At first glance the watch may look like it needs crutches, being "one lugged" and all. But the interesting use of one lug on each side gives it a sort of two faced personality that is interesting. Plus, the 42mm wide steel watch case (mirrored in the chronograph subdials) is meant to look like a particular type of wheel cam. I am not sure of the name, but I have see this part before In parts bins. The thick bezel is engraved with a cote de Paris style texture, while this look is sort of replicated on the dial.
I have next to no complaints about this watch. If anything, it is too serious. This is a quality that often differentiates Swiss and German watches. German watches are "angular" and sober. Proudly ready for action like a well-trained dog. Swiss watches have a more social quality to them, much of the time focusing on aesthetics and "art" as much or more than "mere." Unlike a German guard dog, Swiss watches are more like a lady. They take longer to get ready, and strive to gather attention like a beautiful woman walking down the lane. For 2010, Tutima spiced up the hardy DI 300 model with this nifty black and yellow dialed version. Functionally the same as the outgoing collection, the watch features the new 2010 style rotating diver's bezel, and that cool dial that fans have come to enjoy.
Speaking of carbon fiber, many of you know that I am not so fond of the material for dials a lot of the time. Often because the look of carbon fiber can make a dial hard to read. Here however, the tighter woven look of it is topped with proper dials, and those famous Ananta diamond polished hands. Lume is placed on the hands and hour markers, making for a very easy to read, symmetrical, and attractive dial. I quite like the insertion of the white seconds marker ring as part of the flange that helps break up the black tones. The sapphire crystal also has a lot of AR coating - so seeing the dial is really a breeze.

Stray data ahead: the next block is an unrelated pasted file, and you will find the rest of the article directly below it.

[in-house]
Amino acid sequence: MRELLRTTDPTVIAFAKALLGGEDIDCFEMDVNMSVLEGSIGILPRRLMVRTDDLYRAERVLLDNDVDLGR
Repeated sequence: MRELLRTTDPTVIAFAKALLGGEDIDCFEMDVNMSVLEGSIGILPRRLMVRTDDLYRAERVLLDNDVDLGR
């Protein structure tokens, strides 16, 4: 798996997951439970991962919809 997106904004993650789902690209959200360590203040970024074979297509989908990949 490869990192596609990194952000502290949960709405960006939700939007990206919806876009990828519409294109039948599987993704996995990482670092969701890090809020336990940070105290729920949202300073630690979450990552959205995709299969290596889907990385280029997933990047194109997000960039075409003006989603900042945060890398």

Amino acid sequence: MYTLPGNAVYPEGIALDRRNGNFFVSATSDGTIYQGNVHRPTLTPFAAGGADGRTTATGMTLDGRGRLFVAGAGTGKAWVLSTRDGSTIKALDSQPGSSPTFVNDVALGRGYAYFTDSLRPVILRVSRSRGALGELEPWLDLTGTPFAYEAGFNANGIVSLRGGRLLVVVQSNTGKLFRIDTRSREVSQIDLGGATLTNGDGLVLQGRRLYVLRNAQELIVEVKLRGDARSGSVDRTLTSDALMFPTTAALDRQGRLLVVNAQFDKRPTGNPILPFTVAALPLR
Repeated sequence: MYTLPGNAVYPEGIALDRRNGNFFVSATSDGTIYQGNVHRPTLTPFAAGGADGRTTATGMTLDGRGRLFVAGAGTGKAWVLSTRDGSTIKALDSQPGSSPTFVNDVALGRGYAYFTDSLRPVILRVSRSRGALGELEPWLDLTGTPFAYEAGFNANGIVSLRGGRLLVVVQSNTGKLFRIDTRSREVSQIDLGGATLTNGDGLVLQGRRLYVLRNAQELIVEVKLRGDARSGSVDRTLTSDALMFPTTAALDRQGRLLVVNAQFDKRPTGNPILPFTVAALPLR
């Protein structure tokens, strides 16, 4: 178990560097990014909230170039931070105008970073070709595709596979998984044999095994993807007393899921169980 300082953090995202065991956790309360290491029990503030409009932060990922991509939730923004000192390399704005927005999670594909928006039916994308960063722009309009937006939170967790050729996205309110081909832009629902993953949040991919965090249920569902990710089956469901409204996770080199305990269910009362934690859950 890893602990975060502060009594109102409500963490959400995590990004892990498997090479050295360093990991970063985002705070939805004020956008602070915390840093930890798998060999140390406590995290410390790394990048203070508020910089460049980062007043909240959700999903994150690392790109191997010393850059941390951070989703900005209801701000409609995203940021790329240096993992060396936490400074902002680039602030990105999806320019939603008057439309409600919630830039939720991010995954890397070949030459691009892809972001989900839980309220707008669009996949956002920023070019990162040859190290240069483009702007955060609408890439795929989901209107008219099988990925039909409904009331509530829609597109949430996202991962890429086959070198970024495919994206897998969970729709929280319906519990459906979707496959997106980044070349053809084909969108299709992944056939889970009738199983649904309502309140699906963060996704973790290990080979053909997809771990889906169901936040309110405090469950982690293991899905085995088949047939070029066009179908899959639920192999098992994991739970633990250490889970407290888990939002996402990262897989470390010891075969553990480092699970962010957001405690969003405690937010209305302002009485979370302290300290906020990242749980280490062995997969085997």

Look closely and you'll see lots of little things that take this aviator style watch into a new direction. It looks different on many angles. This includes the curved lugs, different font used for the hour indicators, and the crown that is actually decently rendered. Then you have that wrap and wrap again strap that isn't at all aviator, but really fashion oriented. Though isn't that the point of this watch altogether? I admit that placed on the right ensemble, this timepiece would look grand. Nicely proportioned with good color tones, and a handsome look. Dedicated aviator watch enthusiasts might gall at the thematic rape, but they would be wasting their breath complaining on a runway watch like this.
The Seiko SNR005 watch is one of the first commercially available Spring Drive movement based watches that was released a few years ago. There are still some of them available, and they were quietly released to a few select dealers in the US. It was not until the Seiko Ananta Spring Drive watches that Seiko really started to market their availability. I think that they wanted to test the waters a bit and see how much value consumers would place on having the benefits of a Spring Drive movement, given the price (which was about ,900 retail).
Is this a personal watch of Matthew Fox, or just something that a wardrobe person in the show picked out? Likely the latter, but the reason this watch from the 1990s was picked for his character will remain a mystery. The funny thing is, that someone else out there may very well have had this same question and answered it online already. I was so interested in personally solving this riddle, that I never even bothered to Google "Jack Shephard's watch on Lost." Part of this was about being able to find the answer for myself. Though hopefully I am doing a small service to watch and Lost lovers out there.